A mysterious object from space crashed into the ocean off the coast of Papua New Guinea in 2014. The meteorite, the 2014-01-08 CNEOS, has still puzzled scientists about its origin, but it was initially speculated that it was an interstellar object. After its discovery, researchers then graduate Amir Siraj and Harvard professor Avi Loeb first suspected its possible interstellar origin. Now they are making plans to scan the ocean floor for the object and have detailed their idea in a new research paper.
The object is estimated to be about half a meter wide, and researchers have used catalog data about the object’s trajectory to unearth information about it. They noticed the object’s high heliocentric speed and concluded that it could belong to some place outside our solar system. This meant that traveling at such a speed was an indication that the meteorite was not bound by the sun’s gravity. Siraj and Loeb used data from a US Department of Defense spy satellite to measure the object’s impact on Earth.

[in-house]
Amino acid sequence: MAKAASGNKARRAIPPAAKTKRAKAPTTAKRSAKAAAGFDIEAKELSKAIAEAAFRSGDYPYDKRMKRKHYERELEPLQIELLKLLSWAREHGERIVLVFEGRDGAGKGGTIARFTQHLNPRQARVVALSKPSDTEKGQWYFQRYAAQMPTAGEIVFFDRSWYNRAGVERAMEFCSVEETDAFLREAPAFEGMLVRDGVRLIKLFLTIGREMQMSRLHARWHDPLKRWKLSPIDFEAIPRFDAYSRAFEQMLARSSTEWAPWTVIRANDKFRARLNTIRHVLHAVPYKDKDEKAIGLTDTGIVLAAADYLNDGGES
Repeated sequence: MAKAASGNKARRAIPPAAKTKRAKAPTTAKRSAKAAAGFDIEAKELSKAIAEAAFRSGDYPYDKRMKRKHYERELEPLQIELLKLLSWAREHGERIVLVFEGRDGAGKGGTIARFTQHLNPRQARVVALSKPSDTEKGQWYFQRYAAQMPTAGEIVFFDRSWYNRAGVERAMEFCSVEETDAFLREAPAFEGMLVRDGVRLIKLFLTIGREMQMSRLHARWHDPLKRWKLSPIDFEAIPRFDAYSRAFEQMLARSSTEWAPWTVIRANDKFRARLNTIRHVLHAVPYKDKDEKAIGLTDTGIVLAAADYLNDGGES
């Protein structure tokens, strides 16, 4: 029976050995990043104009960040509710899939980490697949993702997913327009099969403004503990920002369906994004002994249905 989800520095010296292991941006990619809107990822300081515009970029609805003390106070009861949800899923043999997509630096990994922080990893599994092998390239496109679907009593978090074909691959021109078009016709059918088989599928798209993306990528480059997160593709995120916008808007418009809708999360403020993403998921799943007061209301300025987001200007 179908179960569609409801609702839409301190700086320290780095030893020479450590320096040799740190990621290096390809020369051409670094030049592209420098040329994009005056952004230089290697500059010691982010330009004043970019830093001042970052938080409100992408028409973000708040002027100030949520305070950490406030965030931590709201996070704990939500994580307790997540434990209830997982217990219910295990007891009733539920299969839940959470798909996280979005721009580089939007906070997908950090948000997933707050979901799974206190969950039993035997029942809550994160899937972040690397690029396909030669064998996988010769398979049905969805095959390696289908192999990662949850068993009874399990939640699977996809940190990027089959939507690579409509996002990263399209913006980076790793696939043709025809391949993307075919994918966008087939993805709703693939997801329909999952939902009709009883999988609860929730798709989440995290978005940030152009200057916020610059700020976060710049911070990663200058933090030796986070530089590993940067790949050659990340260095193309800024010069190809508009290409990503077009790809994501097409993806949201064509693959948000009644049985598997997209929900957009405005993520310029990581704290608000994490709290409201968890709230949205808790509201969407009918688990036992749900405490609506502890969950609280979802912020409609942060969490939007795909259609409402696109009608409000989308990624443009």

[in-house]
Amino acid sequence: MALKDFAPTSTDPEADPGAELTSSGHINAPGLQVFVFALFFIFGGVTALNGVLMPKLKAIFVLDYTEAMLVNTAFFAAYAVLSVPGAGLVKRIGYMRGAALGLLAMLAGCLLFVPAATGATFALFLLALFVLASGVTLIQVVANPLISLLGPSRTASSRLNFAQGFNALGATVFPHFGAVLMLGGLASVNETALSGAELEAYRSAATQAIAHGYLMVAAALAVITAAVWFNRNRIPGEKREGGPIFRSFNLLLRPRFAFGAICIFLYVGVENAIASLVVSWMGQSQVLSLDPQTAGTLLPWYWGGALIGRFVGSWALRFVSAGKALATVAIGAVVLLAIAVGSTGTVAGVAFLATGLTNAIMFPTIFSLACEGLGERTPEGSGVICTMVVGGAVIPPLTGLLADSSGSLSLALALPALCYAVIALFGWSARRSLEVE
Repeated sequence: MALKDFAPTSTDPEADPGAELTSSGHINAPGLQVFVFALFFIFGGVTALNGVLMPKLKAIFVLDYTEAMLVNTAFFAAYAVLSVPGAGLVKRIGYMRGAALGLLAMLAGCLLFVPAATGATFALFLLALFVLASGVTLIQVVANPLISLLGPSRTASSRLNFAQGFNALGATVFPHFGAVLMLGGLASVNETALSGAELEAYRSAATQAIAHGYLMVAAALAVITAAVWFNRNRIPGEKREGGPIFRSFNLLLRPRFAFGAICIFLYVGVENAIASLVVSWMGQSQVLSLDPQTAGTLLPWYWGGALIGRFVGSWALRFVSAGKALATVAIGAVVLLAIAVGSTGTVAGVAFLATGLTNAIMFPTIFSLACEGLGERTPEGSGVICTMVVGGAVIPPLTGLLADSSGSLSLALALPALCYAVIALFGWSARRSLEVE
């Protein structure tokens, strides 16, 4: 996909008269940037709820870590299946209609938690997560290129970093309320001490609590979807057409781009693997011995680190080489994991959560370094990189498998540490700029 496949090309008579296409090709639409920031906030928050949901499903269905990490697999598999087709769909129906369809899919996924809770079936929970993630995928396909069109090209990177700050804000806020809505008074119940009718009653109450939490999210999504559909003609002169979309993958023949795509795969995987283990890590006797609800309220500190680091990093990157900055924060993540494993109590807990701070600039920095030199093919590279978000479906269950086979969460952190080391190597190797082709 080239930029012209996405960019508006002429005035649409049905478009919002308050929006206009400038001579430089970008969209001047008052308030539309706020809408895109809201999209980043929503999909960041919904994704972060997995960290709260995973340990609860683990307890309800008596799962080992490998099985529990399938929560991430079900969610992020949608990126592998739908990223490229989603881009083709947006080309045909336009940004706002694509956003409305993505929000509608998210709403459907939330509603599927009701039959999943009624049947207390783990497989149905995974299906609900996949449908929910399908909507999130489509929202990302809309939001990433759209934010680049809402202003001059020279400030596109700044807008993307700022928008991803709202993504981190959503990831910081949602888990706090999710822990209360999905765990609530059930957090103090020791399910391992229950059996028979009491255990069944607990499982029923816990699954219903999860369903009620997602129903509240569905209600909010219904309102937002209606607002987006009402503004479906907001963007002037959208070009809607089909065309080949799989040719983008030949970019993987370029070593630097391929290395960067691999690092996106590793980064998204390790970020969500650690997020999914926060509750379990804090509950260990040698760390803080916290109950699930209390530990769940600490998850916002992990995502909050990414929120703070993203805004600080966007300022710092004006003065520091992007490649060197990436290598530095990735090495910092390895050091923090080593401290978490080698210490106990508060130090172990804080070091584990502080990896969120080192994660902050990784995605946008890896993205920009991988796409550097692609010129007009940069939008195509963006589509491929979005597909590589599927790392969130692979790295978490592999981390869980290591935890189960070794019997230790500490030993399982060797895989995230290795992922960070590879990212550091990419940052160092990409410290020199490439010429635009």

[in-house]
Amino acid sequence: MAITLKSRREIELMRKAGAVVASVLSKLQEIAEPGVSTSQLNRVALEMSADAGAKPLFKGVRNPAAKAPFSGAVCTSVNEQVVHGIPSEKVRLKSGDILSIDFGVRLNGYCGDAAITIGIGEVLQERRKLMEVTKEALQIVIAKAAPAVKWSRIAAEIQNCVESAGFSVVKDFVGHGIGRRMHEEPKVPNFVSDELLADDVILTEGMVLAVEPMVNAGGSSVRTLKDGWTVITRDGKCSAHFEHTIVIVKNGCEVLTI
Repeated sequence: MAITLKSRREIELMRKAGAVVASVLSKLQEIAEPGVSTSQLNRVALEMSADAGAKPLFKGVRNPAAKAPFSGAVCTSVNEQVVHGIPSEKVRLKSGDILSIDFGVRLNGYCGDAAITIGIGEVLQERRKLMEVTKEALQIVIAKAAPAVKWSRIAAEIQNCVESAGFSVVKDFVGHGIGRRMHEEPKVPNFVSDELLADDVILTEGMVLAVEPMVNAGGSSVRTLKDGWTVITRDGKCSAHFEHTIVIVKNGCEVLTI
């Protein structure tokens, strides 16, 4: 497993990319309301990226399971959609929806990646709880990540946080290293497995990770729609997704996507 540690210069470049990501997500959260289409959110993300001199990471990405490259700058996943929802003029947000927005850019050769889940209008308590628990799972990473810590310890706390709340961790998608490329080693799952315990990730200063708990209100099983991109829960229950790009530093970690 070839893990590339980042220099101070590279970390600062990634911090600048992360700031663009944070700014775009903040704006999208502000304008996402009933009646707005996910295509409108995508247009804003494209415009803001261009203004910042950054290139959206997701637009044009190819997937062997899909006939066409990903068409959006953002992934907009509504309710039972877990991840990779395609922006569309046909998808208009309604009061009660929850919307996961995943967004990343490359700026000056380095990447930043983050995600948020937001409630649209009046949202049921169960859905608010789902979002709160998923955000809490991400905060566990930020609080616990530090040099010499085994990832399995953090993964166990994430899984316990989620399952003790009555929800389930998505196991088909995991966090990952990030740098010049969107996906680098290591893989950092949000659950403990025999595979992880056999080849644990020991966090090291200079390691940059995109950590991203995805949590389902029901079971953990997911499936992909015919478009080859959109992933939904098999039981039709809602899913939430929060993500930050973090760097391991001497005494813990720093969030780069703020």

However, the satellite is used to monitor terrestrial military activities and the exact error values of the measurements taken by it are not in the public domain. So this makes it difficult to confidently declare CNEOS 2014-01-08 as an interstellar object.
Siraj and Loeb’s findings were echoed in 2019 by the Chief Scientist of the US Space Force’s Space Operations Command, Joel Mozer. .”
6/ “I had the pleasure of signing a memo with @ussfspoc‘s Chief Scientist, Dr. Mozer, to confirm that a previously detected interstellar object was indeed an interstellar object, a confirmation that helped the wider astronomical community.” pic.twitter.com/PGlIONCSrW
— US Space Command (@US_SpaceCom) Apr 7, 2022
Now, researchers have turned to looking for the fragments of the meteorite that could be scattered on the ocean floor. For this, the satellite tracking data and wind and ocean current data can help refine their search.
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